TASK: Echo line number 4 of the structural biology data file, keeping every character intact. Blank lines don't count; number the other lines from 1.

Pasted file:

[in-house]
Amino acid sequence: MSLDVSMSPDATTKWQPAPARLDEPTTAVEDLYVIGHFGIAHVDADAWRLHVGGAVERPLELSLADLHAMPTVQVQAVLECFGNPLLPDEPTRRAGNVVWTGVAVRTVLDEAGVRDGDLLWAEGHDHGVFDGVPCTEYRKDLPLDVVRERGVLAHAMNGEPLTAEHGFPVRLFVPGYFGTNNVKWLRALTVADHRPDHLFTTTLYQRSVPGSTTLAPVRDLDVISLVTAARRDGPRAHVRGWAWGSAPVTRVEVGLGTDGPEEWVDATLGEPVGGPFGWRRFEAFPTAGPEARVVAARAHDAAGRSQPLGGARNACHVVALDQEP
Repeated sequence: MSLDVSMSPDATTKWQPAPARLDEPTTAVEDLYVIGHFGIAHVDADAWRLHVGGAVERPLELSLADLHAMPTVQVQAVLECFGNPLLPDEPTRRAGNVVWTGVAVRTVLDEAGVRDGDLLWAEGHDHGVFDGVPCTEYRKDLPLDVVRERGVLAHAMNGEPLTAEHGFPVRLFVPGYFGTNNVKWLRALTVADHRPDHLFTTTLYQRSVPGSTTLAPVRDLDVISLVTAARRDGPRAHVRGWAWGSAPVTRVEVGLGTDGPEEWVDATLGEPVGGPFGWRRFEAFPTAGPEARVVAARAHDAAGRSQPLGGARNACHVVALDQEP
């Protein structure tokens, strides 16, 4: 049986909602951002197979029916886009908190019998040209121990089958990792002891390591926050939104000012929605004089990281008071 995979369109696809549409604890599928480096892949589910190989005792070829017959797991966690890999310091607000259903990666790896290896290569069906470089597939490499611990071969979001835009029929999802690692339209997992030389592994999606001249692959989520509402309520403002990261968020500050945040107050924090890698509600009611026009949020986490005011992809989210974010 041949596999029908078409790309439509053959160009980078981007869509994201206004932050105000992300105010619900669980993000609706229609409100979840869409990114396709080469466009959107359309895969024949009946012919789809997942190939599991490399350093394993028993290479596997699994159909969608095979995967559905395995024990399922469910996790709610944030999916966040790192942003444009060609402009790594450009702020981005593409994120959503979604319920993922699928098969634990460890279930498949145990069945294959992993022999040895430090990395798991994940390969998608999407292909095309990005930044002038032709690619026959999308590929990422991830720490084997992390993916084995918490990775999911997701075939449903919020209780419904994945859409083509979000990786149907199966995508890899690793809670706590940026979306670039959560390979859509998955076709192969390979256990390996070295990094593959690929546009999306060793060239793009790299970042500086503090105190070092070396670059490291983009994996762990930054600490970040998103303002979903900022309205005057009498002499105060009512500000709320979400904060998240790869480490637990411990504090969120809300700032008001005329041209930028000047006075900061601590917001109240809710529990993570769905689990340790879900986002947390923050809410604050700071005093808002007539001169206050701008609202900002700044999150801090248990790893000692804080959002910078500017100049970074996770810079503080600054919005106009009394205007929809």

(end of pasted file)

């Protein structure tokens, strides 16, 4: 049986909602951002197979029916886009908190019998040209121990089958990792002891390591926050939104000012929605004089990281008071 995979369109696809549409604890599928480096892949589910190989005792070829017959797991966690890999310091607000259903990666790896290896290569069906470089597939490499611990071969979001835009029929999802690692339209997992030389592994999606001249692959989520509402309520403002990261968020500050945040107050924090890698509600009611026009949020986490005011992809989210974010 041949596999029908078409790309439509053959160009980078981007869509994201206004932050105000992300105010619900669980993000609706229609409100979840869409990114396709080469466009959107359309895969024949009946012919789809997942190939599991490399350093394993028993290479596997699994159909969608095979995967559905395995024990399922469910996790709610944030999916966040790192942003444009060609402009790594450009702020981005593409994120959503979604319920993922699928098969634990460890279930498949145990069945294959992993022999040895430090990395798991994940390969998608999407292909095309990005930044002038032709690619026959999308590929990422991830720490084997992390993916084995918490990775999911997701075939449903919020209780419904994945859409083509979000990786149907199966995508890899690793809670706590940026979306670039959560390979859509998955076709192969390979256990390996070295990094593959690929546009999306060793060239793009790299970042500086503090105190070092070396670059490291983009994996762990930054600490970040998103303002979903900022309205005057009498002499105060009512500000709320979400904060998240790869480490637990411990504090969120809300700032008001005329041209930028000047006075900061601590917001109240809710529990993570769905689990340790879900986002947390923050809410604050700071005093808002007539001169206050701008609202900002700044999150801090248990790893000692804080959002910078500017100049970074996770810079503080600054919005106009009394205007929809």